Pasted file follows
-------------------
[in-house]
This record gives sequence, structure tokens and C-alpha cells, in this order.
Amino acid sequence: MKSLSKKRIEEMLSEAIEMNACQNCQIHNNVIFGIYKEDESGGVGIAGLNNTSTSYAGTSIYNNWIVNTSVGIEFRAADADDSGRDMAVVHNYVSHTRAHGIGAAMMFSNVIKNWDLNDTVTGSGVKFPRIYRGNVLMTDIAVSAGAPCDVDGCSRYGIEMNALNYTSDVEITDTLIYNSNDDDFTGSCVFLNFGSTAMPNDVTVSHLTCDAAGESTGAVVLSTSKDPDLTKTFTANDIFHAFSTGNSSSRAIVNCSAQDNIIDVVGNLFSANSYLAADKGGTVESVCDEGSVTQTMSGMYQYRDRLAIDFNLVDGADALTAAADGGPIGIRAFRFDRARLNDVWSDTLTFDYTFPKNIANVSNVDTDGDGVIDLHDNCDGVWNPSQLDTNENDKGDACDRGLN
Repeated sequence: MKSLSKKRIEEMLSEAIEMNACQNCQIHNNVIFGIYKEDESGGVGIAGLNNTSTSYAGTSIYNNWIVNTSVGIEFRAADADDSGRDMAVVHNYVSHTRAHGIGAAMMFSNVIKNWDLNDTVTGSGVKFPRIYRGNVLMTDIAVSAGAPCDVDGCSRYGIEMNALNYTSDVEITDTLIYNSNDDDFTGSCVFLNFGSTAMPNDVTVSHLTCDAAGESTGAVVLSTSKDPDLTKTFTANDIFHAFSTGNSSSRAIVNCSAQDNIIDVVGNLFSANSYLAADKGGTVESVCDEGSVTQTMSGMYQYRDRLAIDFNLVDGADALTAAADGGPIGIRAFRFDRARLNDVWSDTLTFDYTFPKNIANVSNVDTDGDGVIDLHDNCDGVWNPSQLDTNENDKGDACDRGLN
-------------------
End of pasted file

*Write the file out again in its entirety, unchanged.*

[in-house]
This record gives sequence, structure tokens and C-alpha cells, in this order.
Amino acid sequence: MKSLSKKRIEEMLSEAIEMNACQNCQIHNNVIFGIYKEDESGGVGIAGLNNTSTSYAGTSIYNNWIVNTSVGIEFRAADADDSGRDMAVVHNYVSHTRAHGIGAAMMFSNVIKNWDLNDTVTGSGVKFPRIYRGNVLMTDIAVSAGAPCDVDGCSRYGIEMNALNYTSDVEITDTLIYNSNDDDFTGSCVFLNFGSTAMPNDVTVSHLTCDAAGESTGAVVLSTSKDPDLTKTFTANDIFHAFSTGNSSSRAIVNCSAQDNIIDVVGNLFSANSYLAADKGGTVESVCDEGSVTQTMSGMYQYRDRLAIDFNLVDGADALTAAADGGPIGIRAFRFDRARLNDVWSDTLTFDYTFPKNIANVSNVDTDGDGVIDLHDNCDGVWNPSQLDTNENDKGDACDRGLN
Repeated sequence: MKSLSKKRIEEMLSEAIEMNACQNCQIHNNVIFGIYKEDESGGVGIAGLNNTSTSYAGTSIYNNWIVNTSVGIEFRAADADDSGRDMAVVHNYVSHTRAHGIGAAMMFSNVIKNWDLNDTVTGSGVKFPRIYRGNVLMTDIAVSAGAPCDVDGCSRYGIEMNALNYTSDVEITDTLIYNSNDDDFTGSCVFLNFGSTAMPNDVTVSHLTCDAAGESTGAVVLSTSKDPDLTKTFTANDIFHAFSTGNSSSRAIVNCSAQDNIIDVVGNLFSANSYLAADKGGTVESVCDEGSVTQTMSGMYQYRDRLAIDFNLVDGADALTAAADGGPIGIRAFRFDRARLNDVWSDTLTFDYTFPKNIANVSNVDTDGDGVIDLHDNCDGVWNPSQLDTNENDKGDACDRGLN